When members of the "old state religion" tried to obtain approval from Emperor Valentinian II to restore the Altar of Victory to its old station in the Roman Senate, to properly support seven Vestal Virgins, and to make regular observances of other pagan rites, Ambrose vigorously presented counter-arguments to the absurdity and hypocrisy of their requests, noting that it was the duty of a Christian prince to suppress pagan rites.
Equally, Ambrose held firm with the Emperor against any show of favoritism for the Jews, pointing out to the Emperor, when he was favoring rebuilding a synagogue that a mob had destroyed, the many houses of wealthy people and churches that had been destroyed by unruly mobs, with many then still not restored. Yet, Ambrose did not oppose punishing those who were directly responsible for destroying the synagogue.
While much of his support from the people came from his popularity and reverence paid to him, he also built upon these associations with the poor and with introduction of popular reforms in the order and manner of public worship. He also preached on the public characters of his time, in which the applause of the people was often mingled with derision of the imperial court. While the court was often displeased with his religious positions and his conduct, they respected his political talents and when the need arose, they solicited his aid which he generously granted. Thus, when Magnus Maximus usurped power in Gaul and was considering entering Italy, Valentinian asked Ambrose to go to Gaul and dissuade him from doing so. Ambrose's journey was successful. In a second try for mediation, Ambrose was not as successful as his advice was not followed, allowing Maximus to enter Italy and take Milan. While Justina and her son fled, Ambrose remained in Milan and attended to many of those who suffered from the invasion.
In the power struggles of the late fourth century, Theodosius I, emperor of the East, came to be in undisputed possession of the Roman empire. Yet, Ambrose chastised Theodosius for a massacre in Thessalonica, bidding him to emulate David in repentance. Also, he encouraged Theodosius in the enactment of the "Theodosian decrees" which were more characteristic of Ambrose agenda that that of Theodosius. After the defeat of Eugenius he asked for pardon of those who supported Eugenius. Ambrose passed away on April 4, 397, two years after the death of Theodosius. Ambrose's successor as bishop of Milan was Simplician.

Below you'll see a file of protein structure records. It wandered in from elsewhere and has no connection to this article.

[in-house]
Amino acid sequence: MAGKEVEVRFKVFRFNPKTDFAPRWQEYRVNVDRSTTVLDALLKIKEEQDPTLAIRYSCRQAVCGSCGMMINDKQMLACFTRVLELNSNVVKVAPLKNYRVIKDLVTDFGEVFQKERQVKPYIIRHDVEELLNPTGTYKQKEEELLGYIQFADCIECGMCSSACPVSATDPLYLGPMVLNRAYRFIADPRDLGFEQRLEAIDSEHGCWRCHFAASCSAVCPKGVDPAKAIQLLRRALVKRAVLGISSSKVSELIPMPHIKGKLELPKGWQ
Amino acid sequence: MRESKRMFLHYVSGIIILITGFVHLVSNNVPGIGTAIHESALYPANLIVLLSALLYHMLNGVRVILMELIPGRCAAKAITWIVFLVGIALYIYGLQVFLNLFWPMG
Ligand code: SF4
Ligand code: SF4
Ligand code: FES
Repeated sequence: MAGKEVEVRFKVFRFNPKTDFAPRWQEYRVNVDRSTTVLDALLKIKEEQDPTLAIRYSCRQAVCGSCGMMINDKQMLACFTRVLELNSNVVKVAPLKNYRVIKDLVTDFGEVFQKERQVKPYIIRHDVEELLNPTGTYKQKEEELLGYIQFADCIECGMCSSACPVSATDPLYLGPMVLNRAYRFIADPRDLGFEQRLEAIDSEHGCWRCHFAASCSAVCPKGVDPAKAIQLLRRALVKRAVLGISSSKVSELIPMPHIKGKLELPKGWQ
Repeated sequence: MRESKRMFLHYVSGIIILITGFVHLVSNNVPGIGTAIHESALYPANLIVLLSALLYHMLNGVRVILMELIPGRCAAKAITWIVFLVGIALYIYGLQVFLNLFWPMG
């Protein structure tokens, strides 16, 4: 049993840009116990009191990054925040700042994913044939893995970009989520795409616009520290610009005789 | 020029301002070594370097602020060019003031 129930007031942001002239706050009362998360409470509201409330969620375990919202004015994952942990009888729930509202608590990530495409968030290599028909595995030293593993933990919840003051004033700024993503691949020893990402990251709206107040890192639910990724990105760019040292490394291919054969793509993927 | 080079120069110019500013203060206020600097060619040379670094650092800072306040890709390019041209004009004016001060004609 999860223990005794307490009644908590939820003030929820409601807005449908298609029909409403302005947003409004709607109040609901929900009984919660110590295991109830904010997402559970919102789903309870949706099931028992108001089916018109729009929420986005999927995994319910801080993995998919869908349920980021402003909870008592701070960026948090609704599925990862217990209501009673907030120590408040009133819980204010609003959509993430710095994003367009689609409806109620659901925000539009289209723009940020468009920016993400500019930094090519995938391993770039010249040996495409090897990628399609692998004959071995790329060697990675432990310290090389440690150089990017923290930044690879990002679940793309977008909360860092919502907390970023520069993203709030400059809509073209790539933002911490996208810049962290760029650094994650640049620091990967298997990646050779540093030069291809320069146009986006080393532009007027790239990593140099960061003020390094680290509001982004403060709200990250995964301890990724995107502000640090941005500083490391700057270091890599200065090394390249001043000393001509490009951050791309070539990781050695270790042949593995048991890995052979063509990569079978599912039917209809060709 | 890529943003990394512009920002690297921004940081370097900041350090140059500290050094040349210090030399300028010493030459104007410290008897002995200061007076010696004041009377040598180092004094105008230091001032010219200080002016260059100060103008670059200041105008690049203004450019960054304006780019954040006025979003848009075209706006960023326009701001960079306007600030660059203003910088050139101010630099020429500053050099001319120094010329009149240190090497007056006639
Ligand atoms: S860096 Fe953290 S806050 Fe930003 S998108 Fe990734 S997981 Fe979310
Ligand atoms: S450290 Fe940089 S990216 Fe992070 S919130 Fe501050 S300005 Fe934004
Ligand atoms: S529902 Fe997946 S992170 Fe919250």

Ambrose is ranked with the great Western Christian leaders of the time: Augustine, St. Jerome, St. Gregory the Great, and St. Hilary of Poitiers. Ambrose was most known for his administrative talents, given his education and early experience before becoming a bishop. Yet, like Hilary he was an Alexandrian and was in the forefront in the doctrinal issues of the day, particularly those concerning Arianism. His sermons were famous and were influential in the conversion of Augustine. His endeavors in hymn writing became models of hymns of dignified simplicity for future times. Ambrose is credited with introducing antiphonal chanting wherein one choir alternates with another. Of particular note is that Ambrose baptized Augustine, his celebrated convert.